By the rule laid down by the mullahs, the Iranian people are not even allowed to meddle in their own internal affairs. They are counted as wards of the state, as children in the care of a paternal priesthood. (It’s for this reason that the humiliation of dictatorship is felt with especial and stinging keenness by the rising generation of young Iranian adults.) The immediate result of theocratic policy when measured by the standard of repression is pretty clear and getting ever clearer: any government that imagines it has a divine warrant will perforce deal with its critics as if they were profane and thus illegitimate by definition.
But now see how this plays out in the ordinary human world, and watch what happens to a state or society that forbids itself the secular catharsis of self-criticism. In 1988 a certain Mr. Rafsanjani paid an urgent call on a certain Mr. Khomeini in order to tell him that Iran had no serious choice but to sign a U.N.-sponsored peace deal with Saddam Hussein. Not even the consecrated martyrs of the Revolutionary Guards could go on taking the catastrophic casualties of the war. Khomeini had resisted Rafsanjani’s “realism” for a long time, claiming that God was on the side of Iran and that his will would therefore prevail. But he was obliged to sign.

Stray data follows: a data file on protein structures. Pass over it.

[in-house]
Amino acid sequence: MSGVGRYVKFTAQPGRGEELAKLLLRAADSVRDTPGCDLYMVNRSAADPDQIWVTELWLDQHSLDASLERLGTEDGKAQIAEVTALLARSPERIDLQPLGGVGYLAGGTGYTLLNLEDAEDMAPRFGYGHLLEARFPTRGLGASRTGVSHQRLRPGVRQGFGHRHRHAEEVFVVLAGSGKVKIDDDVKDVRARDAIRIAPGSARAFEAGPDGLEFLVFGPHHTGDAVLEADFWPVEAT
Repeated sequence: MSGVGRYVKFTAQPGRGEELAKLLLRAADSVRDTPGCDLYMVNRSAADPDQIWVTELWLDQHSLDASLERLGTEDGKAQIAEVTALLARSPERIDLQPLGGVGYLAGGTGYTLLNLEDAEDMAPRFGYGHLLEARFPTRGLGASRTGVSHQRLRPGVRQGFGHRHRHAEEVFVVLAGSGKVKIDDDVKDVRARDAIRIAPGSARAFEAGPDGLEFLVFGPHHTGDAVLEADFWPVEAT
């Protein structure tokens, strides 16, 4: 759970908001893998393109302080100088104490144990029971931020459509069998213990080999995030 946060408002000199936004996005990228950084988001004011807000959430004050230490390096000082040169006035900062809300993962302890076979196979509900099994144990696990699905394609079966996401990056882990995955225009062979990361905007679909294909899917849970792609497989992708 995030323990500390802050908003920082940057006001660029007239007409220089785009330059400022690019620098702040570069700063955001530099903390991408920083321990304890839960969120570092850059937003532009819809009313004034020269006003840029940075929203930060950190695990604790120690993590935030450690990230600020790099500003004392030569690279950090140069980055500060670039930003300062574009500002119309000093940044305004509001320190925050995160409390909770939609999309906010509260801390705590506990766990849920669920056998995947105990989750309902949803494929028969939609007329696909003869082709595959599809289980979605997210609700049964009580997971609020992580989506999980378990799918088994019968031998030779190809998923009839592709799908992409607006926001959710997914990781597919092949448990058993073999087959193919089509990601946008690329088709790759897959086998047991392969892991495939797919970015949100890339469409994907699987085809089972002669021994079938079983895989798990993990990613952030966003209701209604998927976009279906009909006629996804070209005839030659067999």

Then, desperate to recover religious credibility and honor, and noticing that there were angry protests against an Indian-born novelist living in England, Khomeini doubled and quadrupled … >>>